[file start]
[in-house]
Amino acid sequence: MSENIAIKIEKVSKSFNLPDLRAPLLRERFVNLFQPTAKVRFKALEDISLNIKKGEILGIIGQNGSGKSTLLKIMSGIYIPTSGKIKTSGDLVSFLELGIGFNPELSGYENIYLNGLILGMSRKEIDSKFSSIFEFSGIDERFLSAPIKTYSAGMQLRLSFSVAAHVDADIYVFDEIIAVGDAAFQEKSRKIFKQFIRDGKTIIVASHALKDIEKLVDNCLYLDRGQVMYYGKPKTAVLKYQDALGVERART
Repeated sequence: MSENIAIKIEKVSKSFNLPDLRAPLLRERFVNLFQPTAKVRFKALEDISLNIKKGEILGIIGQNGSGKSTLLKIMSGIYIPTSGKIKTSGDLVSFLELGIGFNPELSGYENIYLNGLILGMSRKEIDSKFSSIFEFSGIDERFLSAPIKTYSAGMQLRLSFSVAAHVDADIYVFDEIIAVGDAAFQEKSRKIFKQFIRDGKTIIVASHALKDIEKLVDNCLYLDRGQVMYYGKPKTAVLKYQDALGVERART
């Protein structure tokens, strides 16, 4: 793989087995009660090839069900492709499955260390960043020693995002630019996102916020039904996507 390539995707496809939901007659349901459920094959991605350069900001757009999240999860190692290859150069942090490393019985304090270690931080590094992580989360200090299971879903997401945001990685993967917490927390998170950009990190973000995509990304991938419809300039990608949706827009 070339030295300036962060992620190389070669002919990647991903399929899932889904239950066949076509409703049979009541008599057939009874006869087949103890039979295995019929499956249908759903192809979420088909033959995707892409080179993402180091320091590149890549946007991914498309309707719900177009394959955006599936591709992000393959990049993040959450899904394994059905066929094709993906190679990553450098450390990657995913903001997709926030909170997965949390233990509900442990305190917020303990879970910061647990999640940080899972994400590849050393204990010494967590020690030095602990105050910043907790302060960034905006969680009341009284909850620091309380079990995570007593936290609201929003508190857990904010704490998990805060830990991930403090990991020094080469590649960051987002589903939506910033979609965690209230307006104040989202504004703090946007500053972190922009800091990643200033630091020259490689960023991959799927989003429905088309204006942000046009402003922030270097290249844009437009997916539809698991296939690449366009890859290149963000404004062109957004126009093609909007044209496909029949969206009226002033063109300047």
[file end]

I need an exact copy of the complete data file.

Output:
[in-house]
Amino acid sequence: MSENIAIKIEKVSKSFNLPDLRAPLLRERFVNLFQPTAKVRFKALEDISLNIKKGEILGIIGQNGSGKSTLLKIMSGIYIPTSGKIKTSGDLVSFLELGIGFNPELSGYENIYLNGLILGMSRKEIDSKFSSIFEFSGIDERFLSAPIKTYSAGMQLRLSFSVAAHVDADIYVFDEIIAVGDAAFQEKSRKIFKQFIRDGKTIIVASHALKDIEKLVDNCLYLDRGQVMYYGKPKTAVLKYQDALGVERART
Repeated sequence: MSENIAIKIEKVSKSFNLPDLRAPLLRERFVNLFQPTAKVRFKALEDISLNIKKGEILGIIGQNGSGKSTLLKIMSGIYIPTSGKIKTSGDLVSFLELGIGFNPELSGYENIYLNGLILGMSRKEIDSKFSSIFEFSGIDERFLSAPIKTYSAGMQLRLSFSVAAHVDADIYVFDEIIAVGDAAFQEKSRKIFKQFIRDGKTIIVASHALKDIEKLVDNCLYLDRGQVMYYGKPKTAVLKYQDALGVERART
């Protein structure tokens, strides 16, 4: 793989087995009660090839069900492709499955260390960043020693995002630019996102916020039904996507 390539995707496809939901007659349901459920094959991605350069900001757009999240999860190692290859150069942090490393019985304090270690931080590094992580989360200090299971879903997401945001990685993967917490927390998170950009990190973000995509990304991938419809300039990608949706827009 070339030295300036962060992620190389070669002919990647991903399929899932889904239950066949076509409703049979009541008599057939009874006869087949103890039979295995019929499956249908759903192809979420088909033959995707892409080179993402180091320091590149890549946007991914498309309707719900177009394959955006599936591709992000393959990049993040959450899904394994059905066929094709993906190679990553450098450390990657995913903001997709926030909170997965949390233990509900442990305190917020303990879970910061647990999640940080899972994400590849050393204990010494967590020690030095602990105050910043907790302060960034905006969680009341009284909850620091309380079990995570007593936290609201929003508190857990904010704490998990805060830990991930403090990991020094080469590649960051987002589903939506910033979609965690209230307006104040989202504004703090946007500053972190922009800091990643200033630091020259490689960023991959799927989003429905088309204006942000046009402003922030270097290249844009437009997916539809698991296939690449366009890859290149963000404004062109957004126009093609909007044209496909029949969206009226002033063109300047």